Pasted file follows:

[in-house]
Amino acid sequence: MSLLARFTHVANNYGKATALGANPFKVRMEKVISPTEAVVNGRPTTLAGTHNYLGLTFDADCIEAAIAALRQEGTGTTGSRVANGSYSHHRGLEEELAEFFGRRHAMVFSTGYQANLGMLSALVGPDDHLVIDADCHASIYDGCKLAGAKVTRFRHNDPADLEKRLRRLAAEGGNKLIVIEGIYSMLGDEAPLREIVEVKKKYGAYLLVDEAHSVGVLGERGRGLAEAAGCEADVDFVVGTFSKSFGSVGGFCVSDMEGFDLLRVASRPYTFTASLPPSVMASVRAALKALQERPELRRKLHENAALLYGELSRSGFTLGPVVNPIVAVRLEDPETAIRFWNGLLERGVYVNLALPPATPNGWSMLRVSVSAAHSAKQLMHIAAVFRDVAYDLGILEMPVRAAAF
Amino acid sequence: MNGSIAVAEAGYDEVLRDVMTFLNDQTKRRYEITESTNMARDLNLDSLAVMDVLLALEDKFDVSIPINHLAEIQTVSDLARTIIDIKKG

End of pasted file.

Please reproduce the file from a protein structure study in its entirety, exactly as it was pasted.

[in-house]
Amino acid sequence: MSLLARFTHVANNYGKATALGANPFKVRMEKVISPTEAVVNGRPTTLAGTHNYLGLTFDADCIEAAIAALRQEGTGTTGSRVANGSYSHHRGLEEELAEFFGRRHAMVFSTGYQANLGMLSALVGPDDHLVIDADCHASIYDGCKLAGAKVTRFRHNDPADLEKRLRRLAAEGGNKLIVIEGIYSMLGDEAPLREIVEVKKKYGAYLLVDEAHSVGVLGERGRGLAEAAGCEADVDFVVGTFSKSFGSVGGFCVSDMEGFDLLRVASRPYTFTASLPPSVMASVRAALKALQERPELRRKLHENAALLYGELSRSGFTLGPVVNPIVAVRLEDPETAIRFWNGLLERGVYVNLALPPATPNGWSMLRVSVSAAHSAKQLMHIAAVFRDVAYDLGILEMPVRAAAF
Amino acid sequence: MNGSIAVAEAGYDEVLRDVMTFLNDQTKRRYEITESTNMARDLNLDSLAVMDVLLALEDKFDVSIPINHLAEIQTVSDLARTIIDIKKG